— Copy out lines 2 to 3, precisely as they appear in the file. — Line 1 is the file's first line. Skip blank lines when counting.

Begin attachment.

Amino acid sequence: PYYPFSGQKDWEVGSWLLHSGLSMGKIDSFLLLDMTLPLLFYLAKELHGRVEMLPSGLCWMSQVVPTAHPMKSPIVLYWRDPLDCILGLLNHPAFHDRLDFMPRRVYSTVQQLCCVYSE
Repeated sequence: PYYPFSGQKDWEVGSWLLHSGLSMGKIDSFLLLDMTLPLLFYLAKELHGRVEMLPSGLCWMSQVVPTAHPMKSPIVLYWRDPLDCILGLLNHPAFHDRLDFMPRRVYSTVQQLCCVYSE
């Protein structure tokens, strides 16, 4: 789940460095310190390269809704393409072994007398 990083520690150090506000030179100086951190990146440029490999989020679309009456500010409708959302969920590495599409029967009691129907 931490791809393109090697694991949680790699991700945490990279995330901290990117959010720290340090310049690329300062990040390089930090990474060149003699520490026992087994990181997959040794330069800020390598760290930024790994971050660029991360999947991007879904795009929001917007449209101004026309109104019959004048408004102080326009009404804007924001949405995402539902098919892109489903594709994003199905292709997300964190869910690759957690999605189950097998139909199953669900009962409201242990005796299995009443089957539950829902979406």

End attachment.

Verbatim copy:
Repeated sequence: PYYPFSGQKDWEVGSWLLHSGLSMGKIDSFLLLDMTLPLLFYLAKELHGRVEMLPSGLCWMSQVVPTAHPMKSPIVLYWRDPLDCILGLLNHPAFHDRLDFMPRRVYSTVQQLCCVYSE
């Protein structure tokens, strides 16, 4: 789940460095310190390269809704393409072994007398 990083520690150090506000030179100086951190990146440029490999989020679309009456500010409708959302969920590495599409029967009691129907 931490791809393109090697694991949680790699991700945490990279995330901290990117959010720290340090310049690329300062990040390089930090990474060149003699520490026992087994990181997959040794330069800020390598760290930024790994971050660029991360999947991007879904795009929001917007449209101004026309109104019959004048408004102080326009009404804007924001949405995402539902098919892109489903594709994003199905292709997300964190869910690759957690999605189950097998139909199953669900009962409201242990005796299995009443089957539950829902979406």